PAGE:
Trump says inclined to extend China trade deadline, to meet Xi soon
By Jeff Mason WASHINGTON (Reuters) - U.S.
By Jeff Mason
WASHINGTON (Reuters) - U.S. President Donald Trump said on Friday there was "a very good chance" the United States would strike a deal with China to end their trade war and that he was inclined to extend his March 1 deadline to reach an agreement.
U.S. and Chinese negotiators had made progress and would continue this week's round of negotiations through the weekend, Trump told reporters in the White House as he met his top negotiators and their counterpart, Chinese Vice Premier Liu He.
"I think that we both feel there's a very good chance a deal will happen," Trump said.
Extending the deadline would mean Trump would put on hold a scheduled tariff increase to 25 percent from 10 percent on $200 billion of Chinese imports into the United States.
That would prevent a further escalation in a trade war that has already disrupted commerce in goods worth hundreds of billions of dollars, slowed global economic growth and roiled markets.
Optimism the two sides would find a way to end the trade war lifted stocks on Friday, especially technology shares, while oil prices rose to their highest since mid-November, with Brent crude reaching a high of $67.73 a barrel.
Trump and Treasury Secretary Steven Mnuchin said the two sides had reached an agreement on currency. Trump declined to provide details, but U.S. officials have long expressed concerns that China's yuan is undervalued, giving China a trade advantage and partly offsetting U.S. tariffs.
The president said he would probably meet China's President Xi Jinping in March in Florida, and the biggest decisions on the terms of the trade deal could come when they meet.
Xi sent a letter to Trump which an aide to Liu read out at the briefing on Friday. Xi called on negotiators to work hard to strike a deal that benefits both.
Trump indicated a deal with China may extend beyond trade to encompass Chinese telecommunications companies Huawei Technologies and ZTE Corp.
The Justice Department has accused Huawei of conspiring to violate U.S. sanctions on Iran and of stealing robotic technology from T-Mobile US Inc.
Chinese peer ZTE was last year prevented from buying essential components from U.S. firms after pleading guilty to similar charges, crippling its operations.
TRUMP TEAM TENSION
Trump appeared at odds with his top negotiator, United States Trade Representative Robert Lighthizer, on the preliminary terms that his team is outlining in memorandums of understanding for a deal with China.
Trump said he did not like MOUs, because they are short term, and he wanted a long-term deal.
"I don't like MOUs because they don't mean anything," Trump said. "Either you are going to make a deal or you're not."
Lighthizer responded testily that MOUs were binding, but that he would never use the term again.
Reuters reported exclusively on Wednesday that the two sides were drafting the language for six MOUs covering the most difficult issues in the trade talks that would require structural economic change in China.
That marked the most progress the two sides have made toward a deal. But negotiators have struggled this week to agree on specific language within those memorandums to address tough U.S. demands for structural changes in China's economy, sources familiar with the talks have told Reuters.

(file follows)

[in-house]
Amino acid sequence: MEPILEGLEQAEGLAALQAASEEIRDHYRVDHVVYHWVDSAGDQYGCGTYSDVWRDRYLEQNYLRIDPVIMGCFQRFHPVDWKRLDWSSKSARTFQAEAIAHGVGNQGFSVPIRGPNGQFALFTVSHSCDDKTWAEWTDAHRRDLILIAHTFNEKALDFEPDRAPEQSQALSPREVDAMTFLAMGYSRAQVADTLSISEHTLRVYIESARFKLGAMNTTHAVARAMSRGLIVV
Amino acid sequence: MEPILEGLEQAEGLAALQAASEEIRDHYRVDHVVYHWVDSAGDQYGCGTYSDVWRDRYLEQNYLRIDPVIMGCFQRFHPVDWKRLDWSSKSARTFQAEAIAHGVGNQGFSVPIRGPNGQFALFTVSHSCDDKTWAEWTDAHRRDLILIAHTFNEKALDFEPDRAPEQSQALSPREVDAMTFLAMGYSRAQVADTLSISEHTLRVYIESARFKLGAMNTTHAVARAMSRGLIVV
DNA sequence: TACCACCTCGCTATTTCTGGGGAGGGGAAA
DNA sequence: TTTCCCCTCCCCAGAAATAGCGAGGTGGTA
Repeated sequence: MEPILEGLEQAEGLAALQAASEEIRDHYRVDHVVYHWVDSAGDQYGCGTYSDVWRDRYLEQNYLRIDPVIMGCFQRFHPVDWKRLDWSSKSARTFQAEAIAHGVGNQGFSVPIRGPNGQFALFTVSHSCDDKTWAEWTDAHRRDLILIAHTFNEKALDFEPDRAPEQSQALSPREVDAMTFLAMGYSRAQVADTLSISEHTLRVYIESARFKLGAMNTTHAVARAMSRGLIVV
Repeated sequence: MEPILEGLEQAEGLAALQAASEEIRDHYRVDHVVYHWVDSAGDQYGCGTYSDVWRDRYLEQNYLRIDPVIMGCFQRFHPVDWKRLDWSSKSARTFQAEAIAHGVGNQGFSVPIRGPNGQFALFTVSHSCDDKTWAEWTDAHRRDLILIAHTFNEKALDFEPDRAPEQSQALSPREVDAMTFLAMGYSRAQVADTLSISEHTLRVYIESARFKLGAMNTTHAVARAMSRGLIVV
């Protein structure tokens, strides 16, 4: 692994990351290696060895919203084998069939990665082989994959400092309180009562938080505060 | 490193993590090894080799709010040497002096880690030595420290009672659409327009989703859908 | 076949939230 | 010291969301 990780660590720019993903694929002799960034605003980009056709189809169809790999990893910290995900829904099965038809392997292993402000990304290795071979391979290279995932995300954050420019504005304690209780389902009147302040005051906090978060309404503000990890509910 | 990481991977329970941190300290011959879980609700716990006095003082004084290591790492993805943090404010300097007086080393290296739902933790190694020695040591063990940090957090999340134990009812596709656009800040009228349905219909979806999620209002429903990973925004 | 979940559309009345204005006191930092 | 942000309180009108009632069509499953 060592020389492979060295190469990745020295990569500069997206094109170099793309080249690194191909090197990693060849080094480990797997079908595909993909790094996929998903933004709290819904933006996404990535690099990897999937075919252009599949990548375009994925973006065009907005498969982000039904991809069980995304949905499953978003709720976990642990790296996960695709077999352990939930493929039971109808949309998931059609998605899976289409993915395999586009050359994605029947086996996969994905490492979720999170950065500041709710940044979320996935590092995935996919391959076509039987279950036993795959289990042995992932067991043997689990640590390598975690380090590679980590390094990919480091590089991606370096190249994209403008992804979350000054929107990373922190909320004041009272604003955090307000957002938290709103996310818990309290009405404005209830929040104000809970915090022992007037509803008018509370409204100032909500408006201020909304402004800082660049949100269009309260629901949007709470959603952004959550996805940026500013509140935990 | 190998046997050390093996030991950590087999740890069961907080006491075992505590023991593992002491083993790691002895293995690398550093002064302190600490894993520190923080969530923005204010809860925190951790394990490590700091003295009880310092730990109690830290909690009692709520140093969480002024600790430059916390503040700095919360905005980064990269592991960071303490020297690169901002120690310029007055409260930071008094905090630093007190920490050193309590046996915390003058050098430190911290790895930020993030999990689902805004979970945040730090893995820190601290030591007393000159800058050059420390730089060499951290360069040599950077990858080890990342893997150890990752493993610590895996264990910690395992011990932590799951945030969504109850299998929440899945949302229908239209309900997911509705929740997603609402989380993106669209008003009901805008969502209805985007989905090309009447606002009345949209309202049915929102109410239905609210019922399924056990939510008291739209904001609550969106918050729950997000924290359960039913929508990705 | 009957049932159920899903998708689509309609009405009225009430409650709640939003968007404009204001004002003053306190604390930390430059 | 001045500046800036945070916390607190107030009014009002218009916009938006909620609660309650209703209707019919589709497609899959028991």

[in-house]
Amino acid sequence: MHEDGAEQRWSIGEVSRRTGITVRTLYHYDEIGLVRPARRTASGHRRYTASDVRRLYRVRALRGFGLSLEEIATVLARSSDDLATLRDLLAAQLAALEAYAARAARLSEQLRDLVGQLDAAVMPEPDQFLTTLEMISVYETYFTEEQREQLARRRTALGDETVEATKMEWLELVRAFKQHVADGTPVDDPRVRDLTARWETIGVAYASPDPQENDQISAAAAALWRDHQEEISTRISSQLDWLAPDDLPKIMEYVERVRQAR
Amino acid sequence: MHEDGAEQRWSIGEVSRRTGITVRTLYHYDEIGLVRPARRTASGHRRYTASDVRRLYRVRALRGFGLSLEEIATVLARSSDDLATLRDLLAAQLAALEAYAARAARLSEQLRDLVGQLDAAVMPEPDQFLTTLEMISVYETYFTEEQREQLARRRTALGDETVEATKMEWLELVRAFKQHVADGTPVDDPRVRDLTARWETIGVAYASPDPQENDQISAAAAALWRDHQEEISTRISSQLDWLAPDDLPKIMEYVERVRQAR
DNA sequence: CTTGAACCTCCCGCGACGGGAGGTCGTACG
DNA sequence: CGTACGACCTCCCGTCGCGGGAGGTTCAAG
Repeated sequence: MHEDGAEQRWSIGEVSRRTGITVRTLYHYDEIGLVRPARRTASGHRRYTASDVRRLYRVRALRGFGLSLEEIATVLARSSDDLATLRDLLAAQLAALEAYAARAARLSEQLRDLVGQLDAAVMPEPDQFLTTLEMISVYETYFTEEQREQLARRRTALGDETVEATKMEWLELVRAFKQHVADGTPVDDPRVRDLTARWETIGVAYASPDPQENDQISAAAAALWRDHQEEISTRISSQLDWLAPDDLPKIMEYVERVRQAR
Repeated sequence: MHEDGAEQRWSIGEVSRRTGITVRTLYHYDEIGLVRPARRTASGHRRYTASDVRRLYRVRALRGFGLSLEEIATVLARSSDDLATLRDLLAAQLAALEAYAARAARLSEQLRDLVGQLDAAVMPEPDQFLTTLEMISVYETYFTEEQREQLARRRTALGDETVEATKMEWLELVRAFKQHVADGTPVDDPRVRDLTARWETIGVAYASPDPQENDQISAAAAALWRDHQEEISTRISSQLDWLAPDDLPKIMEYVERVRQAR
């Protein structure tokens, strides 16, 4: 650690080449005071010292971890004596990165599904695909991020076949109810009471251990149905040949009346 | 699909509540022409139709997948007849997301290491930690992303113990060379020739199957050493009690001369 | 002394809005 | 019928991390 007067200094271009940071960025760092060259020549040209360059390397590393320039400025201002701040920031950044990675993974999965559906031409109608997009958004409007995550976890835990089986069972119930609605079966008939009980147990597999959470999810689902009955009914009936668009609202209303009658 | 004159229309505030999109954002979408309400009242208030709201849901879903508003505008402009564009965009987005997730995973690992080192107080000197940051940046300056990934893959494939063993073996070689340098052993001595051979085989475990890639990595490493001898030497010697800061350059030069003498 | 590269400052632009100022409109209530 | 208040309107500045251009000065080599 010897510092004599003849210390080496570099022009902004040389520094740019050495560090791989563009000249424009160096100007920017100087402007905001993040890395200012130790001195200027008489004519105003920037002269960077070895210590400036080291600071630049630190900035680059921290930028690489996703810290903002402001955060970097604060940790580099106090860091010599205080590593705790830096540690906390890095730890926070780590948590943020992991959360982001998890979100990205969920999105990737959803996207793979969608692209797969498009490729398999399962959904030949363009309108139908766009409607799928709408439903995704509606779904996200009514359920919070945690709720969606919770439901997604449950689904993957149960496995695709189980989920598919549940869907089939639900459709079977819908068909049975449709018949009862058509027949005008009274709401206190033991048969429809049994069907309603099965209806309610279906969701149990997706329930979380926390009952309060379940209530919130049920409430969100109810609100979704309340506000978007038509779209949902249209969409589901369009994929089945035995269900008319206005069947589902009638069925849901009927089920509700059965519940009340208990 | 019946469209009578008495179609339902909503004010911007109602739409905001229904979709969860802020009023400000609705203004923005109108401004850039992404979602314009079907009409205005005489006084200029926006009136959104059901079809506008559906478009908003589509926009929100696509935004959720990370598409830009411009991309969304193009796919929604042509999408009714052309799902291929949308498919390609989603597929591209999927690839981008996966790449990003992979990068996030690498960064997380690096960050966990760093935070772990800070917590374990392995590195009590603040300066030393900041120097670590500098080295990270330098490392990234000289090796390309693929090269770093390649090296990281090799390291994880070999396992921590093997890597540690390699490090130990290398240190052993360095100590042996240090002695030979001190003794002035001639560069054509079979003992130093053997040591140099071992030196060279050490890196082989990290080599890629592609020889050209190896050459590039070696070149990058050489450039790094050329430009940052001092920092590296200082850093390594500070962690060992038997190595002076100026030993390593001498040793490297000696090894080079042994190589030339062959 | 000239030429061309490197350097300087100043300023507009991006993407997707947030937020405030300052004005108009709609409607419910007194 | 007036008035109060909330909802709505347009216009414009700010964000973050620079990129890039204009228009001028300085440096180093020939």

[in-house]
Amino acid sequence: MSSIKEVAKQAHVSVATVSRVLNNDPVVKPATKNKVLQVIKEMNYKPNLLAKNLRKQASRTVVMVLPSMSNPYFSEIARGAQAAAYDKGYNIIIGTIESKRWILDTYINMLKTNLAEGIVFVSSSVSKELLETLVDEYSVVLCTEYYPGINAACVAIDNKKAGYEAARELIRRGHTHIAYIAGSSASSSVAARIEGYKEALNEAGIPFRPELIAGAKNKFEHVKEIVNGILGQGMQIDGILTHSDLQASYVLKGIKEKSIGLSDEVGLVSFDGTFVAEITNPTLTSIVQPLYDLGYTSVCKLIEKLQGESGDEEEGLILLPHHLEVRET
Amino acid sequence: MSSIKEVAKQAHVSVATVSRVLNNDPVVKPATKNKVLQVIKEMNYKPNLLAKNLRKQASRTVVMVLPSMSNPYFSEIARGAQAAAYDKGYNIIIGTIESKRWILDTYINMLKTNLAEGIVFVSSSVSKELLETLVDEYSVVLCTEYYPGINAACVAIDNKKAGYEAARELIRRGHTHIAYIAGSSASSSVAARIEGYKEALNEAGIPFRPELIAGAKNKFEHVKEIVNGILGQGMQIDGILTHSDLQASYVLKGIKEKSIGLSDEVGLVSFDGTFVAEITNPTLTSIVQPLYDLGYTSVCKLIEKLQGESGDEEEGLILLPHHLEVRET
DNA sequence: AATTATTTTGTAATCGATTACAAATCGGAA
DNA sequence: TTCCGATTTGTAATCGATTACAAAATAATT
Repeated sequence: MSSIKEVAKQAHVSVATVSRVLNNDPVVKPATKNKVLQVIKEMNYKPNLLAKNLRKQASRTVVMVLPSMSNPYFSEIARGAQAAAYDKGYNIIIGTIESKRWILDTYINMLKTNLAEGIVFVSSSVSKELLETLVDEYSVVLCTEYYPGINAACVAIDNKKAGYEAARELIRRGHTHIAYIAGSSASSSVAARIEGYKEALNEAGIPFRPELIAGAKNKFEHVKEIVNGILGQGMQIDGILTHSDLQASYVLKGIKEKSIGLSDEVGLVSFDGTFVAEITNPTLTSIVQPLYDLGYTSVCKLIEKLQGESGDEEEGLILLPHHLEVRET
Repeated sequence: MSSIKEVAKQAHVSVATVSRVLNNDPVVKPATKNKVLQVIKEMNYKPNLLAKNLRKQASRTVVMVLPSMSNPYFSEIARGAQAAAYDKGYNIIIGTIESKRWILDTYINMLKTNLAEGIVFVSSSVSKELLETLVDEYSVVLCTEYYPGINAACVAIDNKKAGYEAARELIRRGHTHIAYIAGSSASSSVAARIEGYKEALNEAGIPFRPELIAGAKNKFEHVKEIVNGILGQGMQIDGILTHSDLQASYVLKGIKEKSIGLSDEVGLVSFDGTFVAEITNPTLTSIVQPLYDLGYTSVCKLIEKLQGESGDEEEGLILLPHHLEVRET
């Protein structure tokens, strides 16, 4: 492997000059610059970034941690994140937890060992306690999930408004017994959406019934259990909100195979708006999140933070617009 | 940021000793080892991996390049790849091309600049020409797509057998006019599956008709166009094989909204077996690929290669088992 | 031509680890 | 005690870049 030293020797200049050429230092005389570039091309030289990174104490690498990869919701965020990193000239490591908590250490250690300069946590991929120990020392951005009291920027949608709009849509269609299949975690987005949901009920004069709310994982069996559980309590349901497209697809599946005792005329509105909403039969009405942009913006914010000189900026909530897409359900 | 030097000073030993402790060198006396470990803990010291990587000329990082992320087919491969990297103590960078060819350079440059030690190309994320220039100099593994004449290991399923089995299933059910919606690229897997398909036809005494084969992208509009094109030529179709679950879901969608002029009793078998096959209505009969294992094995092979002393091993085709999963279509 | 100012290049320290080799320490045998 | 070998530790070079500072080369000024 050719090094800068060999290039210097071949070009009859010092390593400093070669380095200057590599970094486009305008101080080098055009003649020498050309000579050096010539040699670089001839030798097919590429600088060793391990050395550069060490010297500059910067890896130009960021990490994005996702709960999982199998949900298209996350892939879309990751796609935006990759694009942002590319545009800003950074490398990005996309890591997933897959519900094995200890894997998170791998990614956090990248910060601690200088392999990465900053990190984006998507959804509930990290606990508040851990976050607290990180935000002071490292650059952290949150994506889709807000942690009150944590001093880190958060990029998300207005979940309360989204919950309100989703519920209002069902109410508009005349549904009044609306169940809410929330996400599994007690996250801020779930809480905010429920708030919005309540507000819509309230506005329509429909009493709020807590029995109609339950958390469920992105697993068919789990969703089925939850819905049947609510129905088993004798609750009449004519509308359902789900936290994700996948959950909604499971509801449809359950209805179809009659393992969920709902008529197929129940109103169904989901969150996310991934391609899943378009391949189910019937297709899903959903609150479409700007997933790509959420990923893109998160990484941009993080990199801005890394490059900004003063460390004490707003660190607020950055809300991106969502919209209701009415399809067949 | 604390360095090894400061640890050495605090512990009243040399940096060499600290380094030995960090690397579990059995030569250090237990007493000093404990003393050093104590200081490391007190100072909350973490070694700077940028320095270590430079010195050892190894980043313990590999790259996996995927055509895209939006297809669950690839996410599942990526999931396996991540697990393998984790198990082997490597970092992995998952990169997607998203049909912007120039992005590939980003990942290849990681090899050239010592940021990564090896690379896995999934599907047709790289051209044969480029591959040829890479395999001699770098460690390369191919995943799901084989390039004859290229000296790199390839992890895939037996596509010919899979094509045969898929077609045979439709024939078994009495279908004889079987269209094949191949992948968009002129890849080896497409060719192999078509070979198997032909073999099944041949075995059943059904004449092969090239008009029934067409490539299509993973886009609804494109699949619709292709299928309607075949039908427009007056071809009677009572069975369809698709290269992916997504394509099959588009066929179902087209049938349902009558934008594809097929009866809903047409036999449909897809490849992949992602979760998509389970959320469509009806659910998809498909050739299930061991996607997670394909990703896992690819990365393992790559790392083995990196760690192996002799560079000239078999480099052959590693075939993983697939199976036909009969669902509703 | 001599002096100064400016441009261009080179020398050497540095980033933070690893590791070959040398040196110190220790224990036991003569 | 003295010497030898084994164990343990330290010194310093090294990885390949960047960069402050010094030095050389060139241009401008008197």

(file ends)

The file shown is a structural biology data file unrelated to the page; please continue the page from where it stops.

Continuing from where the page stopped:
The MOUs would provide an outline for a deal, for specific details to be agreed by negotiators later. They are common in trade negotiations.
An industry official briefed on the talks said that if a framework deal can be reached, it may take another three to six months to fill in the details, and the two sides remain far apart on a mechanism to verify and enforce follow-through commitments China makes.
Lighthizer said negotiators had made a lot of progress this week on forced technology transfers, one of the more difficult issues. The U.S. alleges foreign firms in China come under pressure to transfer their technology to Chinese firms if they want to operate there. China denies this.
The two sides had struggled this week to agree on the specific language for the MOUs on other tough issues. Those include cyber theft, intellectual property rights, services, agriculture and non-tariff barriers to trade.
The U.S. Chamber of Commerce on Friday urged the U.S. government to ensure the deal was comprehensive and addressed core issues, rather than one based on more Chinese short-term purchases of goods.
Trump has demanded that China and other top trade partners take action to balance trade with the United States.
China has pledged to increase purchases of agricultural produce, energy, semiconductors and industrial goods to reduce its trade surplus.
China committed to buying an additional 10 million metric tons of U.S. soybeans on Friday, U.S. Agriculture Secretary Sonny Perdue said on Twitter.The commitments are a "show of good faith by the Chinese" and "indications of more good news to come," Perdue wrote.
China was the top buyer of U.S. soybeans before the trade war, but Beijing's retaliatory tariffs on U.S. soybeans slashed business that had been worth $12 billion annually.
(Additional reporting by David Lawder in Washington, writing by Simon Webb; editing by Marguerita Choy and Tom Brown)
This story has not been edited by Firstpost staff and is generated by auto-feed.
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